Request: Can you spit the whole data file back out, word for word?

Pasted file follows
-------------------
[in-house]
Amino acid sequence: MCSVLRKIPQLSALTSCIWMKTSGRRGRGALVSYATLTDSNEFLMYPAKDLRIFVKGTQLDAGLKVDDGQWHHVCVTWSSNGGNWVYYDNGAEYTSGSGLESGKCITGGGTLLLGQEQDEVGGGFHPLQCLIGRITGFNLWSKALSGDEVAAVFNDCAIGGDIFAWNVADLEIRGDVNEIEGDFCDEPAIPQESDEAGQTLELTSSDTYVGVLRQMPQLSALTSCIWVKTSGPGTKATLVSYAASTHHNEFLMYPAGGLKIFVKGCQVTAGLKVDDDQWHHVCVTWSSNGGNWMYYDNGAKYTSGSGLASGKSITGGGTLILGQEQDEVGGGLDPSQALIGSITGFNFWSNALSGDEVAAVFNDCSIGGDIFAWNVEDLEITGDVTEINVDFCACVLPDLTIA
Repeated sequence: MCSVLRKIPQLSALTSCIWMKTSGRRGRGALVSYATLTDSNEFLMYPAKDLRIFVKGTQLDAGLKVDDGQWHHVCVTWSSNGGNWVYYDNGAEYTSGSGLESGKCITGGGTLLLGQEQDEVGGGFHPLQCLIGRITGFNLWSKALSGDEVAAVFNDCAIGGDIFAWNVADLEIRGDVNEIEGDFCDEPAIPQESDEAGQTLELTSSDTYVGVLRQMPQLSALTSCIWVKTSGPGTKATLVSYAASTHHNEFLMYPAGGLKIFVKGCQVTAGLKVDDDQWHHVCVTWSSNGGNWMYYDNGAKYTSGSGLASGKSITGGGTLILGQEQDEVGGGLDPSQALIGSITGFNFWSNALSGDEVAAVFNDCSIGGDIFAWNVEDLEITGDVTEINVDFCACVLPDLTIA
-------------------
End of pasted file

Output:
[in-house]
Amino acid sequence: MCSVLRKIPQLSALTSCIWMKTSGRRGRGALVSYATLTDSNEFLMYPAKDLRIFVKGTQLDAGLKVDDGQWHHVCVTWSSNGGNWVYYDNGAEYTSGSGLESGKCITGGGTLLLGQEQDEVGGGFHPLQCLIGRITGFNLWSKALSGDEVAAVFNDCAIGGDIFAWNVADLEIRGDVNEIEGDFCDEPAIPQESDEAGQTLELTSSDTYVGVLRQMPQLSALTSCIWVKTSGPGTKATLVSYAASTHHNEFLMYPAGGLKIFVKGCQVTAGLKVDDDQWHHVCVTWSSNGGNWMYYDNGAKYTSGSGLASGKSITGGGTLILGQEQDEVGGGLDPSQALIGSITGFNFWSNALSGDEVAAVFNDCSIGGDIFAWNVEDLEITGDVTEINVDFCACVLPDLTIA
Repeated sequence: MCSVLRKIPQLSALTSCIWMKTSGRRGRGALVSYATLTDSNEFLMYPAKDLRIFVKGTQLDAGLKVDDGQWHHVCVTWSSNGGNWVYYDNGAEYTSGSGLESGKCITGGGTLLLGQEQDEVGGGFHPLQCLIGRITGFNLWSKALSGDEVAAVFNDCAIGGDIFAWNVADLEIRGDVNEIEGDFCDEPAIPQESDEAGQTLELTSSDTYVGVLRQMPQLSALTSCIWVKTSGPGTKATLVSYAASTHHNEFLMYPAGGLKIFVKGCQVTAGLKVDDDQWHHVCVTWSSNGGNWMYYDNGAKYTSGSGLASGKSITGGGTLILGQEQDEVGGGLDPSQALIGSITGFNFWSNALSGDEVAAVFNDCSIGGDIFAWNVEDLEITGDVTEINVDFCACVLPDLTIA